This is an approximate transcript of a talk I gave at Sonar+D in the session “So, What About the Future?” on September 19, 2020. I discussed teaspoons, cultural voyeurs, urban canyons, creative contrarians, and our practice of Design Fiction at Near Future Laboratory. You can watch the video if you’d rather.

This session is about discussing current incredible times and how they are changing our perception of the future.

Most of us have experienced shifts in our daily lives. …


The business of dishonest automation and how the engineers, data scientists and designers behind it can fix it

The pilots fought continuously until the end of the flight“, said Capt. Nurcahyo Utomo, the head of the investigation of Lion Air Flight 610 that crashed on October 29, 2018, killing the 189 people aboard. The analysis of the black boxes had revealed that the Boeing 737’s nose was repeatedly forced down, apparently by an automatic system receiving incorrect sensor readings. During 10 minutes preceding the tragedy, the pilots tried 24 times to manually pull up the nose of the plane. …


An introduction and call for early adopters.

Ever since the slow death of Dopplr after its acquisition by Nokia a decade ago, the internet has lacked a dedicated space for people to casually share their travel intentions. Back in those days, it was also a feature of trip planning services like TripIt which since then pivoted to booking management for frequent flyers and real-time notifications when things go out of the route. With the ubiquity of smartphones, it made a lot of sense for social network platforms to propose services that focus on the instantaneous, the moments and the now. …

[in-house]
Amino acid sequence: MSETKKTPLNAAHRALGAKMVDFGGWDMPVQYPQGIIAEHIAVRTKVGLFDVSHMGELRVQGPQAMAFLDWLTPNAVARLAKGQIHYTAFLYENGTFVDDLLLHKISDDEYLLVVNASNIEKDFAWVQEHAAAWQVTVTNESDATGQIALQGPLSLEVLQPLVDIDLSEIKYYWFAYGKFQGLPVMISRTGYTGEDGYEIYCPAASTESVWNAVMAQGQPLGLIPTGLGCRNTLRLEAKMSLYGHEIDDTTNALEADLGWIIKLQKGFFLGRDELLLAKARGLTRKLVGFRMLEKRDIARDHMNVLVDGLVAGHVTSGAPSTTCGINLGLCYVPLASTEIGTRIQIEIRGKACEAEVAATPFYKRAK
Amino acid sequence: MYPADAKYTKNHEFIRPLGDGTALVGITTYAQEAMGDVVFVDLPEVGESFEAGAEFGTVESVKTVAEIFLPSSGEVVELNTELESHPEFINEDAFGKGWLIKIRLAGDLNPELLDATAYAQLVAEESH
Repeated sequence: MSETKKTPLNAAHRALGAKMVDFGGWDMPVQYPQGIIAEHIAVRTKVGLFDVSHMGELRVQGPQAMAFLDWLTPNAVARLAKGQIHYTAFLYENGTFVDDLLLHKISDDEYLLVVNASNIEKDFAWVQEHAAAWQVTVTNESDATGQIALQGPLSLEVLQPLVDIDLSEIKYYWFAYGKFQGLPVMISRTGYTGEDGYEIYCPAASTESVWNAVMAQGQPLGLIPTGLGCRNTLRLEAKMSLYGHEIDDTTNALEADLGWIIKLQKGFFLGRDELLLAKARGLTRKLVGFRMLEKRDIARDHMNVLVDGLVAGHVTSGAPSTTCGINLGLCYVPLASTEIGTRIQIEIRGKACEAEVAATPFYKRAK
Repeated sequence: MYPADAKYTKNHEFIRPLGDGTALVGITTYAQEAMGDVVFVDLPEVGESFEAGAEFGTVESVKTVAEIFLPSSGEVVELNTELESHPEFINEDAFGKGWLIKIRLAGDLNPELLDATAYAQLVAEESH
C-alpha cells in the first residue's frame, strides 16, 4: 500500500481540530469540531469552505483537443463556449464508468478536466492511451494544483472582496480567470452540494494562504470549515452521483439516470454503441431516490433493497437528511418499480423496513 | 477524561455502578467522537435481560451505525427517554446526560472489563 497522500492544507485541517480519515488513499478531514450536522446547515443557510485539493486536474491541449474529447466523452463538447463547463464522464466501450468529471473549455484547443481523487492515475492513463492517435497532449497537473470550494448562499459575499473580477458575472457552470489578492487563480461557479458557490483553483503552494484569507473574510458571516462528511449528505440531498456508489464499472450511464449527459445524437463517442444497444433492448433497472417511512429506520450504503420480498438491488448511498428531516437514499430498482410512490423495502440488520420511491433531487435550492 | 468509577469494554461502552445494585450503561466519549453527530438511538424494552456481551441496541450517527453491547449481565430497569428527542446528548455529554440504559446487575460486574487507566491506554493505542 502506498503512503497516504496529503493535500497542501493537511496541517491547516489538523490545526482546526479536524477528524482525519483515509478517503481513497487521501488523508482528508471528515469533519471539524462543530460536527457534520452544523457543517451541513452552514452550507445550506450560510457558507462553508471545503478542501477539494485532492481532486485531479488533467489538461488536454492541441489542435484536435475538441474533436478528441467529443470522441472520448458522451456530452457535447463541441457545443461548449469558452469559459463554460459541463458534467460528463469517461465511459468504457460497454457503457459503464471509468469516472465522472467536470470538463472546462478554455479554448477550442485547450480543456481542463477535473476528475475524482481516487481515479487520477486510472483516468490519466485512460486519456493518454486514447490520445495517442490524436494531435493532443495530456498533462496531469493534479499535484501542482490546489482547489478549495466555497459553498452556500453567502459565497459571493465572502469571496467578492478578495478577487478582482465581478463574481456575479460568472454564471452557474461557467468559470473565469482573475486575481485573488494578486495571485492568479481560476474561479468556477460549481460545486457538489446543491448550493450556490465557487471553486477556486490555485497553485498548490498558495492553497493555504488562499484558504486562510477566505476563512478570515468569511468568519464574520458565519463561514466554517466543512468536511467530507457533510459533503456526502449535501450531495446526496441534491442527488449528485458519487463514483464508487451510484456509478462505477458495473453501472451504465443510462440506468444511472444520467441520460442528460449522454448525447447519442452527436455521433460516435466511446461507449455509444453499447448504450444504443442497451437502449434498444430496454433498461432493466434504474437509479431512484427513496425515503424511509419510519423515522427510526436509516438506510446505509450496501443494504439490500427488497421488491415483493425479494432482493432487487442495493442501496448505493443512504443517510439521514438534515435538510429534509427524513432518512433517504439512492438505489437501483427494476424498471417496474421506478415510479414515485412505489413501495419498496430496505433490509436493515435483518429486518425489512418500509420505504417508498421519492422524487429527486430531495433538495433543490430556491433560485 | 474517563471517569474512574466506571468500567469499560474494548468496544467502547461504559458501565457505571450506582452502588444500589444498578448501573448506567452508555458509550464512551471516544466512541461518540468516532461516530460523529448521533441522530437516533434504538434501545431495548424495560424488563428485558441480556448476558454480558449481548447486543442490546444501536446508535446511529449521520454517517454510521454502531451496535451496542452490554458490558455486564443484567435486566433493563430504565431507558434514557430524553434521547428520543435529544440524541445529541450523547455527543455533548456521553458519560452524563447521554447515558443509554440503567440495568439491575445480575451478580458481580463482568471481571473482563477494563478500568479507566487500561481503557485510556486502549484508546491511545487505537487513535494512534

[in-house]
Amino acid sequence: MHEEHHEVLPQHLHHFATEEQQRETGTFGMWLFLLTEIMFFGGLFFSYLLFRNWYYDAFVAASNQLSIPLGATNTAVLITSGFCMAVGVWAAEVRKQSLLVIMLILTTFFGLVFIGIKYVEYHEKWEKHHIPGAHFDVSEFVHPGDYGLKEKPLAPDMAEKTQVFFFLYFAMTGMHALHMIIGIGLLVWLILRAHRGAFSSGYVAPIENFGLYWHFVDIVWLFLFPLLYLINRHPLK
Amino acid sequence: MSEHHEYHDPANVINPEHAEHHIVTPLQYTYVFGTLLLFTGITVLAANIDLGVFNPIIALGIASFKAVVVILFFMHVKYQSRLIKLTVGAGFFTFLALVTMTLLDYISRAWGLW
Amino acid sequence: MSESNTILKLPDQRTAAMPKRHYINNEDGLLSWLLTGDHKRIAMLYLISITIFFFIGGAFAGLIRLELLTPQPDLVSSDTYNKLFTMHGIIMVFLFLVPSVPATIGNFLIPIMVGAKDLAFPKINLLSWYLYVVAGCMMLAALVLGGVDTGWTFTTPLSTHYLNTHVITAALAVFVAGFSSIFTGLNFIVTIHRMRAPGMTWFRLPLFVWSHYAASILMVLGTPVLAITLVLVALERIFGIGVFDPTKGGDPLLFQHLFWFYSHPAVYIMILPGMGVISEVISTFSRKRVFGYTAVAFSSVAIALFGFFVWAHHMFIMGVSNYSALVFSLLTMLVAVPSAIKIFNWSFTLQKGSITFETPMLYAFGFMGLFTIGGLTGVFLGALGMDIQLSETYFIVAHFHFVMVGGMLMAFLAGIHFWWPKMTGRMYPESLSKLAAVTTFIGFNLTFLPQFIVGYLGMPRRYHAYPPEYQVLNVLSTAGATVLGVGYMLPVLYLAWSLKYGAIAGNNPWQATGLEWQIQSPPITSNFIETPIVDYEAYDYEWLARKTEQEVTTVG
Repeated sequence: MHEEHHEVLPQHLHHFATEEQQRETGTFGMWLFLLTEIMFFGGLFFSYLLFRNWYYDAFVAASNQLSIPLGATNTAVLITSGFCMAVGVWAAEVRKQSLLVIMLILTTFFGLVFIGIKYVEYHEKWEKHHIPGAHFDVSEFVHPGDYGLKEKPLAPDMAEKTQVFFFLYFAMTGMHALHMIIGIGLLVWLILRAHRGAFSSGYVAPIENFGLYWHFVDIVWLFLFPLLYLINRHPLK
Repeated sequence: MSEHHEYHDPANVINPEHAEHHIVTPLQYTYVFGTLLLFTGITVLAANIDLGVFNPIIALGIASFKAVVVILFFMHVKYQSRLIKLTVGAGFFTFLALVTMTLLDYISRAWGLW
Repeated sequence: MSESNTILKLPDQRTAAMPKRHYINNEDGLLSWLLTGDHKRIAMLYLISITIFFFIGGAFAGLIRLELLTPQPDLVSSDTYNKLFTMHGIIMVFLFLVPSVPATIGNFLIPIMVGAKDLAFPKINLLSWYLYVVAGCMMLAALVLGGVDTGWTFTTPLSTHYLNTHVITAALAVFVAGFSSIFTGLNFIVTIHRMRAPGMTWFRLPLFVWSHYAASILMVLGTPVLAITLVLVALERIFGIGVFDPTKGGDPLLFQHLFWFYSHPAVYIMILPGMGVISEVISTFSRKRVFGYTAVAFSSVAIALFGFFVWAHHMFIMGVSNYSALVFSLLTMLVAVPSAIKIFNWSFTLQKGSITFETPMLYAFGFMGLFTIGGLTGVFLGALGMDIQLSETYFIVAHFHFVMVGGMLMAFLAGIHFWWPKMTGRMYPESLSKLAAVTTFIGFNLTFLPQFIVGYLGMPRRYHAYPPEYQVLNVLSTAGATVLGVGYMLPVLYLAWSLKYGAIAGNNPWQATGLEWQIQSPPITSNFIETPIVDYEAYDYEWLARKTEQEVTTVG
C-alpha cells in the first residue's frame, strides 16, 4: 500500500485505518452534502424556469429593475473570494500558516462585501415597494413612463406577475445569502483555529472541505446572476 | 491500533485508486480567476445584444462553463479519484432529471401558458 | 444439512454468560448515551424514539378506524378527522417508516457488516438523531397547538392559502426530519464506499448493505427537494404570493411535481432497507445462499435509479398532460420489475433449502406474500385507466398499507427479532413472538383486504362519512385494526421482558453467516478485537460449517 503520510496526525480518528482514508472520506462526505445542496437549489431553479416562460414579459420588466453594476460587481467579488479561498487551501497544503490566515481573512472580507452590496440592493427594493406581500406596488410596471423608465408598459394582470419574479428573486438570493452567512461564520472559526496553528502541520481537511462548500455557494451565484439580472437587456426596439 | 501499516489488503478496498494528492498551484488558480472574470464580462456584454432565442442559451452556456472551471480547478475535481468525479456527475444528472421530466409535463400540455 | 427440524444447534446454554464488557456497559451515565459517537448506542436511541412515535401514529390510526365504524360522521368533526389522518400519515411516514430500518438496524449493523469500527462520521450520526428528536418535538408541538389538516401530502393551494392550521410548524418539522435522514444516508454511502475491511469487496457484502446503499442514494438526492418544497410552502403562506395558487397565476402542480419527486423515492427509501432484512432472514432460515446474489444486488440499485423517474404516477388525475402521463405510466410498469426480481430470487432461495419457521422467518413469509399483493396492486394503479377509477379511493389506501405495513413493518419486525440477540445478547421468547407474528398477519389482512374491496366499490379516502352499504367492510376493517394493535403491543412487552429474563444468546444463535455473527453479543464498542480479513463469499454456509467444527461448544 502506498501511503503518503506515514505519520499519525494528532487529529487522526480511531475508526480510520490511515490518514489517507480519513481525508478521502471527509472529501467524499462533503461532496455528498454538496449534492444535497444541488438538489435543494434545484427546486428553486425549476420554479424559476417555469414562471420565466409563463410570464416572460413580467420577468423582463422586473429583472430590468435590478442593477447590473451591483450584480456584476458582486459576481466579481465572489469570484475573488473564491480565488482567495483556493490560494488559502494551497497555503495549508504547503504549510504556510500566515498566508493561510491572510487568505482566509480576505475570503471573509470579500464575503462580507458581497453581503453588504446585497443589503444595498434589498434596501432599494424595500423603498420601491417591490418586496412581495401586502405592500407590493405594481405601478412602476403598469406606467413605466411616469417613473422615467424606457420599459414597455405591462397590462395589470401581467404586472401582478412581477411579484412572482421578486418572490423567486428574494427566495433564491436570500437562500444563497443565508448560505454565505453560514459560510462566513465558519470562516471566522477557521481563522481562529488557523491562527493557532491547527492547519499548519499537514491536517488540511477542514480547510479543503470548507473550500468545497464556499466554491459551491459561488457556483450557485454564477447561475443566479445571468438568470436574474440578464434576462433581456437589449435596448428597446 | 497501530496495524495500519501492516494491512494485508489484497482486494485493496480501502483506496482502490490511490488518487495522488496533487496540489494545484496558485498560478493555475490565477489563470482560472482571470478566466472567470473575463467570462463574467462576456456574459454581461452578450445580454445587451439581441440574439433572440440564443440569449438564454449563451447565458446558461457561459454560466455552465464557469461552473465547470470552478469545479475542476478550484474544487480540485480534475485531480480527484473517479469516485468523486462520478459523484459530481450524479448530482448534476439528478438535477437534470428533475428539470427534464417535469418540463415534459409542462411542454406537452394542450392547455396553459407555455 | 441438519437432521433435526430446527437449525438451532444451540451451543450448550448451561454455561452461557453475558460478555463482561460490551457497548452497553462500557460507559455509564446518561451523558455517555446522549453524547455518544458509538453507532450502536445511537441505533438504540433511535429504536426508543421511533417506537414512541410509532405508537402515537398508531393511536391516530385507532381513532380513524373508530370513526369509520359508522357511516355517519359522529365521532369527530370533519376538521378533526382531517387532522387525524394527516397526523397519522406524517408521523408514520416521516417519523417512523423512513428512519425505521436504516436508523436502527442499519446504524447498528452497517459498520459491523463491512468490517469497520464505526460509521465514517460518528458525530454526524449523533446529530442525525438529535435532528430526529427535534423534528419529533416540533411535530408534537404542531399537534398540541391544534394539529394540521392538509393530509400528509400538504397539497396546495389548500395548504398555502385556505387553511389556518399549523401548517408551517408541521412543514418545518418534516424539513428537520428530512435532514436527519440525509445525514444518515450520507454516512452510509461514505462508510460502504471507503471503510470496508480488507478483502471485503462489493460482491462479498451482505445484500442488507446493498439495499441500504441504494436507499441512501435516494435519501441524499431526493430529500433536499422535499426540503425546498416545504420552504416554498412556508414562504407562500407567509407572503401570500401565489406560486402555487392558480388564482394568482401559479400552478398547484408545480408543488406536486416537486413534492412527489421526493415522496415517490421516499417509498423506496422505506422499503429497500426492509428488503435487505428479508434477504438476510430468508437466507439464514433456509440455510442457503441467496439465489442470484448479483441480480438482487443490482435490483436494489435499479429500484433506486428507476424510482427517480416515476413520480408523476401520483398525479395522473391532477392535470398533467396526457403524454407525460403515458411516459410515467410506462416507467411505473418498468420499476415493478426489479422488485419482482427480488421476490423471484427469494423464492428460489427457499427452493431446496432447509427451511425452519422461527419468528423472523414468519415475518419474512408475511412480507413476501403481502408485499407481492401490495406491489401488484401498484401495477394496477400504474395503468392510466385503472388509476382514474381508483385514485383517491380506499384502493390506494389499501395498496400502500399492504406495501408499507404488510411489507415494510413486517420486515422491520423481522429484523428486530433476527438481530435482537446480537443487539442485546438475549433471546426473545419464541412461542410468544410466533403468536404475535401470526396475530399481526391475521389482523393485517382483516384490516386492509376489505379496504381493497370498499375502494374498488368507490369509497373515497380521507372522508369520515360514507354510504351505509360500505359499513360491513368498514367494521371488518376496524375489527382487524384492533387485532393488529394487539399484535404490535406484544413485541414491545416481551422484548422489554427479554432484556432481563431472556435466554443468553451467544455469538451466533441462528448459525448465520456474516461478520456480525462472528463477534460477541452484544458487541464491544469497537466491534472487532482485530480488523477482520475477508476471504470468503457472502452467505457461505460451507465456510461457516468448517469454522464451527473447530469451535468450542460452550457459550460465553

Principles to nurture a healthy and innovative Data Science function

As organizations turn to digital transformation strategies, they are also increasingly forming teams around the practice of Data Science. Currently, the main challenge for many CIOs, CDOs, and other Chief Data Scientists consist in positioning the Data Science function precisely where an organization needs it to improve its present and future activities. This implies embedding Data Science teams to fully engage with the business and adapting the operational backbone of the company (e.g. techniques, processes, infrastructures, culture, legal).

There is no formal description of Data Science. Its mission to “understand and analyze actual phenomena with data” can vary greatly from…


Clarify the present with Design Fiction: A tool to discuss the priorities for today which can make a preferable future attainable

For the last few years at Near Future Laboratory and BBVA Data & Analytics, my teams and I have been focused on clarifying the present and anticipating desirable, feasible, and profitable futures for organizations. Establishing a vision, then investigating that vision through Design Fiction, we proactively explore what we might do next, discuss implications of potential opportunities and seek to understand what we need to achieve today to create the preferable future we envision.

1. The future is a moving target

The time horizons of innovation have shortened. New technologies and business models are emerging and expiring faster than ever before. The pace by which ideas circulate…


Imagine another version of the Internet respectful of people’s attention and time.